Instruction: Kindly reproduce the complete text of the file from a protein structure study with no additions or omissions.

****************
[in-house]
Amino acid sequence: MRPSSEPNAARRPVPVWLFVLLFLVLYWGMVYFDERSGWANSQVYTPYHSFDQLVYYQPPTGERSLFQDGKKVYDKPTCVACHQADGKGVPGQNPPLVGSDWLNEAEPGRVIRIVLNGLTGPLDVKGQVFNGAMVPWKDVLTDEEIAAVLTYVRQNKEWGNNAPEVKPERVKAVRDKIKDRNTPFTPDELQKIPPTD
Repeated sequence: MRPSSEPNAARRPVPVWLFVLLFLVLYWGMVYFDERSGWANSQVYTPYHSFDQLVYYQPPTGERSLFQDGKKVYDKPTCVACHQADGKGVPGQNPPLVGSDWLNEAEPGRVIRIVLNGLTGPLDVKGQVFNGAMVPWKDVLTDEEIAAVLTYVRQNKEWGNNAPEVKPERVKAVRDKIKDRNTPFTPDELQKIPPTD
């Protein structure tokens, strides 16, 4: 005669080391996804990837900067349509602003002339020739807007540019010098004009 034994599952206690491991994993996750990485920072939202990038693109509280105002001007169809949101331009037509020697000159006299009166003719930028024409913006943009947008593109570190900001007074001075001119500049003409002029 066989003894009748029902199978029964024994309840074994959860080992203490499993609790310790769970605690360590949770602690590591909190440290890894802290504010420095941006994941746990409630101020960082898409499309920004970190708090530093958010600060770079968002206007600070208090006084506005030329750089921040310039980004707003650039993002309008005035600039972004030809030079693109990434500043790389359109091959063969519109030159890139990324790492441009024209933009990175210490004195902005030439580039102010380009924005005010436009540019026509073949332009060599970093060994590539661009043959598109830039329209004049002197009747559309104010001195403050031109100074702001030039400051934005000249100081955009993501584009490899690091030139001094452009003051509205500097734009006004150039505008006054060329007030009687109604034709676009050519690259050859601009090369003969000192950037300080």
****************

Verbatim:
[in-house]
Amino acid sequence: MRPSSEPNAARRPVPVWLFVLLFLVLYWGMVYFDERSGWANSQVYTPYHSFDQLVYYQPPTGERSLFQDGKKVYDKPTCVACHQADGKGVPGQNPPLVGSDWLNEAEPGRVIRIVLNGLTGPLDVKGQVFNGAMVPWKDVLTDEEIAAVLTYVRQNKEWGNNAPEVKPERVKAVRDKIKDRNTPFTPDELQKIPPTD
Repeated sequence: MRPSSEPNAARRPVPVWLFVLLFLVLYWGMVYFDERSGWANSQVYTPYHSFDQLVYYQPPTGERSLFQDGKKVYDKPTCVACHQADGKGVPGQNPPLVGSDWLNEAEPGRVIRIVLNGLTGPLDVKGQVFNGAMVPWKDVLTDEEIAAVLTYVRQNKEWGNNAPEVKPERVKAVRDKIKDRNTPFTPDELQKIPPTD
């Protein structure tokens, strides 16, 4: 005669080391996804990837900067349509602003002339020739807007540019010098004009 034994599952206690491991994993996750990485920072939202990038693109509280105002001007169809949101331009037509020697000159006299009166003719930028024409913006943009947008593109570190900001007074001075001119500049003409002029 066989003894009748029902199978029964024994309840074994959860080992203490499993609790310790769970605690360590949770602690590591909190440290890894802290504010420095941006994941746990409630101020960082898409499309920004970190708090530093958010600060770079968002206007600070208090006084506005030329750089921040310039980004707003650039993002309008005035600039972004030809030079693109990434500043790389359109091959063969519109030159890139990324790492441009024209933009990175210490004195902005030439580039102010380009924005005010436009540019026509073949332009060599970093060994590539661009043959598109830039329209004049002197009747559309104010001195403050031109100074702001030039400051934005000249100081955009993501584009490899690091030139001094452009003051509205500097734009006004150039505008006054060329007030009687109604034709676009050519690259050859601009090369003969000192950037300080």